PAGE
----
Wednesday, July 2, 2008

Can Americans really trust Barack Obama?

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By Ashley C. Stinnett

In this day and age of exit polls and data analysis, it seems only fair to point out an ongoing struggle the Barack Obama campaign has yet to overcome: So many Americans are leery of his inexperience as a United States senator.

Many will recall not too long ago, Obama was merely a state representative in Illinois. He was propelled to his current office after serving many years in his home state. Like most freshman senators, Obama quickly began learning the ups and downs of national politics. He began shaking hands with prominent political leaders while memorizing the names of top lobbyists.

Of course, anyone who keeps up with national level politics realizes if an individual serves in Washington for more than a week, he or she will be introduced to lobbyist sharks really soon. It's all part of the game.

Now begins the troubling part. Within a year of entering office, Obama made the conscious decision to run for president. He began collecting names of influential people, all the while making phone calls to big-money donors. This is typical behavior of anyone who seeks a major office.

Obama spent the majority of 2007 launching his bid to become president. The young statesman began traveling and reaching out to millions. His campaign became more of a rock concert aimed at energizing minorities, youth voters and blue-collar workers. Although everything seems to be going well, his many faults, not to mention the bizarre company he keeps, begin to surface.

When looking at the national media's love of Obama, Ronald Reagan comes to mind. He was labeled the "Teflon president." Some in the national media have given this title to Obama because they feel he gets a free pass regardless of the circumstance. Unfortunately, the public can only be "duped" for so long.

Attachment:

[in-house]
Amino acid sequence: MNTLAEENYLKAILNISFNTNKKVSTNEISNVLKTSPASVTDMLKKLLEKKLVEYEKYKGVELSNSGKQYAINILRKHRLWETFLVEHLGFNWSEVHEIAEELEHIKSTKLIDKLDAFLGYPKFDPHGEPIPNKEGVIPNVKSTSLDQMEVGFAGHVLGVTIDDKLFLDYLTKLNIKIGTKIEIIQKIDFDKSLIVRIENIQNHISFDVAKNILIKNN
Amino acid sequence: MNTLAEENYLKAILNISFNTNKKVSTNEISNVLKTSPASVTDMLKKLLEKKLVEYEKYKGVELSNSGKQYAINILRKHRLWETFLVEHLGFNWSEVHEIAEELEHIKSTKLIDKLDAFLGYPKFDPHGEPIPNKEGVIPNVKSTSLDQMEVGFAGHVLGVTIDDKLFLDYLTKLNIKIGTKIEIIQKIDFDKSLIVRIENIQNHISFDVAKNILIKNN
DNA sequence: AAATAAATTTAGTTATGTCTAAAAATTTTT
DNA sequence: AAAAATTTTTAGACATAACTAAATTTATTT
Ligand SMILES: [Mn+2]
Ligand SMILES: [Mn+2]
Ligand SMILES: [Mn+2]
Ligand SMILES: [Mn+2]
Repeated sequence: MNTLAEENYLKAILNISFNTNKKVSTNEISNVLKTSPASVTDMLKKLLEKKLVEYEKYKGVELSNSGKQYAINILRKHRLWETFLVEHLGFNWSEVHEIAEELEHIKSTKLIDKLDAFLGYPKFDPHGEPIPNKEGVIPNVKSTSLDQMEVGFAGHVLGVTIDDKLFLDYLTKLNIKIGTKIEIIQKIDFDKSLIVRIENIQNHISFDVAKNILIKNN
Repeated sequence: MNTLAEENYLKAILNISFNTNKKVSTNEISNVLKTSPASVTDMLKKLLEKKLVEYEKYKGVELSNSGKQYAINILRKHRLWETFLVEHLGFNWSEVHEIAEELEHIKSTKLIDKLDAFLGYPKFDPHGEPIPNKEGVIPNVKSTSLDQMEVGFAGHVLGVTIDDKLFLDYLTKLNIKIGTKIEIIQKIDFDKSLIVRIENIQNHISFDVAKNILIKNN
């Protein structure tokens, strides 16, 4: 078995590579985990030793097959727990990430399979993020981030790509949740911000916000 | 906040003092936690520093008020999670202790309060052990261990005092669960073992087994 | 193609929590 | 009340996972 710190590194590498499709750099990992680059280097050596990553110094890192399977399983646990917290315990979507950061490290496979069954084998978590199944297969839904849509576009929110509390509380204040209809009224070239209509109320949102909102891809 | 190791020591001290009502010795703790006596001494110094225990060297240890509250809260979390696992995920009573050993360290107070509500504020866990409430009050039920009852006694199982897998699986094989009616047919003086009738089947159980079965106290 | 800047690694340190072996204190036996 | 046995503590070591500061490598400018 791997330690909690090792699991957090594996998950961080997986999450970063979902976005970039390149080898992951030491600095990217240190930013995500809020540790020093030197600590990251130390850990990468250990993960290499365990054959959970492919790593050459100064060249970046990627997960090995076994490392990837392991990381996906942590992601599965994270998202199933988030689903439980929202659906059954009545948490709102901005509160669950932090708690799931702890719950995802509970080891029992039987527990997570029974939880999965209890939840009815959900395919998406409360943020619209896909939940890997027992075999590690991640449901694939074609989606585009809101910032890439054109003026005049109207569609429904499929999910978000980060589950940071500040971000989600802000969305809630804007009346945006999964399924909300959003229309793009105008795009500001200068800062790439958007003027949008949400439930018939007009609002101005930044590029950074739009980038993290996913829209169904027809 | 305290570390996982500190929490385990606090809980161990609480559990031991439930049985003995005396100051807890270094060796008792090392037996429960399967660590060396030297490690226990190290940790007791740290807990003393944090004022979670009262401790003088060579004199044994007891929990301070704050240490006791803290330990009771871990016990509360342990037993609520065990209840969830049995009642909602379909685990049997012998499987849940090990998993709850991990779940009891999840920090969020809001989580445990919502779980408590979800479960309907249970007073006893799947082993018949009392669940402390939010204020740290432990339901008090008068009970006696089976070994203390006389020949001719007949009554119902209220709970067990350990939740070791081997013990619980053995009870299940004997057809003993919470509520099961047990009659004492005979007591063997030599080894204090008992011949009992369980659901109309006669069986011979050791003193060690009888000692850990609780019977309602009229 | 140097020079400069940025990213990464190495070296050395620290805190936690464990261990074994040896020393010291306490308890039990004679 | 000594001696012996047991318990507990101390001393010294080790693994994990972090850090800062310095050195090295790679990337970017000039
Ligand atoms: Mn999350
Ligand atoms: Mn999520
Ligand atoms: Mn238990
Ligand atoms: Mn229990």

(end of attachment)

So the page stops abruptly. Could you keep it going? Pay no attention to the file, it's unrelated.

The fact is that Obama has around a 40 percent voting record in the United States Senate. This is atrocious even in comparison to Senate figures such as our very own Robert Byrd and Jay Rockefeller.

Obama's ideas are shallow to say the least, thus making him a great orator without any credibility to stand on. This has become troublesome for the "average" American voter.

The few votes that he has cast in Washington represent a sharp reflection into his ultra-liberal views. His stirring speeches of "change" and "hope" echo through the ears of blinded voters looking for anything to grab a hold of. However, like every great rock concert, the public will soon forget the "coolness" factor and eventually shake off the next-day hangover.

I believe Obama's campaign is one without much substance. His frequent blunders regarding the war, his own family, his church and his bizarre associations with less-than-honorable individuals all show a sense of who he really is. Every national poll reflects what honest, hard-working Americans are asking.

Who is this guy really? Why does his name bring to mind a foreign national? What are his core beliefs? Why did he spend 20 years listening to a hate-filled racist? Why are his ignorant gaffes overlooked by the media? Why are the media obsessed with this guy?

Why do I not feel comfortable with this guy in charge of national security? Why do people believe he knows everything when he hasn't held office any great length of time?

Obama's inexperience is, unfortunately, going to come back to haunt him. Americans are hungry for the truth, not media spin.

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